After Fire Claim Denied, Brand Sues Insurance Company
A car fire outside the warehouse for Un Deux Trois Inc. destroyed the facility with smoke and fire damage, and the Commerce, Calif.–based girls and juniors brand had hoped it could recoup losses from the company’s fire insurance policy. Instead, the brand ended up suing its insurer, United States Fire Insurance Co. The suit alleges that U.S. Fire underpaid its reconstruction expense or costs by more than $425,000.
Last month, UDT filed a suit in Los Angeles County Superior Court against U.S. Fire for breach of contract and bad faith. The New Jersey–based insurance company has not answered the complaint and did not answer phone calls from California Apparel News. Un Deux Trois Chief Executive Officer Colin Shorkend said that the company lost business because of the insurance company’s drawn-out investigation process.
“They were happy to take our premiums, but as soon as we made a claim we were treated like adversaries,” Shorkend said. “The claims process was drawn out and very lengthy. Ultimately, they denied a substantial portion of our reconstruction costs, leaving us with a huge unpaid construction bill.”
The events detailed in the suit started on Sept. 10, 2010, when a fire destroyed the warehouse. UDT hoped to rebuild quickly after receiving an insurance payout. But according to the suit, the insurance company dragged its feet on investigating and settling the matter. Vagrants squatted in the warehouse, vandals tagged the building with graffiti, and by March 2011, the Los Angeles Police aDepartment demanded that UDT comply with city codes and take down the interior walls of the building so vandals couldn’t deface them, said lawyer Travis Corby of firm Shernoff Bidart Echeverria Bentley, who is representing UDT.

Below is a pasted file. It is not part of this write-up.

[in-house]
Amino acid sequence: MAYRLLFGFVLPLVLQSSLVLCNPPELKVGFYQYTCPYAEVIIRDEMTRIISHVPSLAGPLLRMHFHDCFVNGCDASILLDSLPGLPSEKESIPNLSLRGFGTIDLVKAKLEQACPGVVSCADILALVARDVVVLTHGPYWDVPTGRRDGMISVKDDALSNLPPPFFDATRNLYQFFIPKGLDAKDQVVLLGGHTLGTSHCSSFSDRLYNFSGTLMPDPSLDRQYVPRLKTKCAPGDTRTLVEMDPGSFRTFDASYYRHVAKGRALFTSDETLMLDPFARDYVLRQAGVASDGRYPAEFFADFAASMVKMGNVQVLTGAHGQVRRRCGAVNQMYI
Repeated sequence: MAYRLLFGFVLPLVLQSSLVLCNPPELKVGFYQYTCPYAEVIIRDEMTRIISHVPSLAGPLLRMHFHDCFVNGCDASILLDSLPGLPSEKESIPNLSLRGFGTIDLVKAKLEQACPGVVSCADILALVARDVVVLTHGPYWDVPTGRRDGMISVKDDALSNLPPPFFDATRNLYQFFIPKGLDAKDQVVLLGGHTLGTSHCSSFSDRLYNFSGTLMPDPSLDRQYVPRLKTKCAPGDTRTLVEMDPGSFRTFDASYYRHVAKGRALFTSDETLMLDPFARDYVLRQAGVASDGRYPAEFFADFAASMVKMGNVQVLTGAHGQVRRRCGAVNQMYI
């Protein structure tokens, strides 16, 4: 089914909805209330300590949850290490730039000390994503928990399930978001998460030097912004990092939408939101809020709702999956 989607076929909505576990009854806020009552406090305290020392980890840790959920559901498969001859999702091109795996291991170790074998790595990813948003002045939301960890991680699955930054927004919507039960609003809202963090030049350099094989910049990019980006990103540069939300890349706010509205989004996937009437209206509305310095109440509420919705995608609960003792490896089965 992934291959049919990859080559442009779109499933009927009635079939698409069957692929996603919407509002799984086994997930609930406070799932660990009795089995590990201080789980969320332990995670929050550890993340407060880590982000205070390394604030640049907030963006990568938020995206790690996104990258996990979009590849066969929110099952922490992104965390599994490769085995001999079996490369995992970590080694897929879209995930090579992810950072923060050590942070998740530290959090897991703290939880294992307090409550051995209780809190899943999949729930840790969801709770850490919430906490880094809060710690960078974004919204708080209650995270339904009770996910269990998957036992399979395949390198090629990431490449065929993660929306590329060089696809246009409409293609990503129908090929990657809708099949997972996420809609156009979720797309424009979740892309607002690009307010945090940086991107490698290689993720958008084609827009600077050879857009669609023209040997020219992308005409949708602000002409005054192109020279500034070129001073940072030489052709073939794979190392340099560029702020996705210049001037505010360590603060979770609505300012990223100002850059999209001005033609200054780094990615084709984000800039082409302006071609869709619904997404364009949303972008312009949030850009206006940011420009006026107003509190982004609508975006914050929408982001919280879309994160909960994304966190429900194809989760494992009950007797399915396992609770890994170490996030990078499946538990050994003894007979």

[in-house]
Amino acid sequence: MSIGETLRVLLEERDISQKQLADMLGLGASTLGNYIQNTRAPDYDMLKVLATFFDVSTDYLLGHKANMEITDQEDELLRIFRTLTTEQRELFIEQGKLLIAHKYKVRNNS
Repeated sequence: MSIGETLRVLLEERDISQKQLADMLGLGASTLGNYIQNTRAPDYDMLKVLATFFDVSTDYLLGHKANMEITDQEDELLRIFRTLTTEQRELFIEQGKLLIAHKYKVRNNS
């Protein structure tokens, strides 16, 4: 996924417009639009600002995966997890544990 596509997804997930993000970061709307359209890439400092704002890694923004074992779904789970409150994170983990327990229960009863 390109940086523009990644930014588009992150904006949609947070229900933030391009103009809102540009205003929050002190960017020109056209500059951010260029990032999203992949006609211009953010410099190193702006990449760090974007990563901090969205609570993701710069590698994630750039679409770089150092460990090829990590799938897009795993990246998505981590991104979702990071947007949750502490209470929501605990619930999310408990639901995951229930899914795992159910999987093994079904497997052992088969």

The insurance company then made a decision. A payout would be denied. The insurance company said that UDT caused extensive damage because it made an elective decision to remove the walls. UDT’s complaint also alleges that the insurance company hired biased experts to search for reasons to deny the claims. It also hired an attorney to examine the claim and find a reason to scuttle it.
“U.S. Fire spent almost two years engaging in a protracted, inquisition-style claims investigation and unreasonably delayed the reconstruction of UDT’s facility and the reimbursement of UDTs reconstruction expenses,” the complaint said. Since then, UDT rebuilt the warehouse out of its own funds.
Bill Kulchin, chief executive officer of Tarzana, Calif.–based Apparelinsurance.com, a carrier that specializes in the apparel industry and is not involved in the case, said that everyone in the insurance industry is aware of bad-faith disputes. “The threat of bad faith is prevalent, and it tends to keep carriers in check and forces them to do what’s right,” he said.